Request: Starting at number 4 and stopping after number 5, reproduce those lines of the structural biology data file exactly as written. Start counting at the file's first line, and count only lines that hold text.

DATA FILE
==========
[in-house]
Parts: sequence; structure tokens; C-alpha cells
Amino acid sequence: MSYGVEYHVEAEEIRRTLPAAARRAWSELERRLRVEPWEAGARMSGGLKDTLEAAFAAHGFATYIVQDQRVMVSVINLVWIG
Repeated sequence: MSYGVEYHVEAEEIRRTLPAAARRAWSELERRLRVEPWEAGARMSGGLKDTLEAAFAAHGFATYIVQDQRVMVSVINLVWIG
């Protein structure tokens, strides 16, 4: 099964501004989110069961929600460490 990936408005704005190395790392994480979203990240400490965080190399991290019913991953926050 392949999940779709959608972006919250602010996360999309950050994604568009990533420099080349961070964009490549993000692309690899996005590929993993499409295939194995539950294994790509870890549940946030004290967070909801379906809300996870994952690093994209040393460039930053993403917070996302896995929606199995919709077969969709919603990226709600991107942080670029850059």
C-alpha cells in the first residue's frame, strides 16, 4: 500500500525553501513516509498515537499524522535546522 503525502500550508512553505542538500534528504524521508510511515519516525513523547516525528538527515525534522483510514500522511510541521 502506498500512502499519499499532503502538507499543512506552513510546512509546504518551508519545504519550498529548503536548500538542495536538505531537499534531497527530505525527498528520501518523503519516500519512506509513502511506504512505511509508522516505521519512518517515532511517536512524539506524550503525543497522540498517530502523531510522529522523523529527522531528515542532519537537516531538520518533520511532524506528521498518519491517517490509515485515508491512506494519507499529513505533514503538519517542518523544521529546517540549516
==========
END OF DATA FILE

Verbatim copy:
Repeated sequence: MSYGVEYHVEAEEIRRTLPAAARRAWSELERRLRVEPWEAGARMSGGLKDTLEAAFAAHGFATYIVQDQRVMVSVINLVWIG
């Protein structure tokens, strides 16, 4: 099964501004989110069961929600460490 990936408005704005190395790392994480979203990240400490965080190399991290019913991953926050 392949999940779709959608972006919250602010996360999309950050994604568009990533420099080349961070964009490549993000692309690899996005590929993993499409295939194995539950294994790509870890549940946030004290967070909801379906809300996870994952690093994209040393460039930053993403917070996302896995929606199995919709077969969709919603990226709600991107942080670029850059």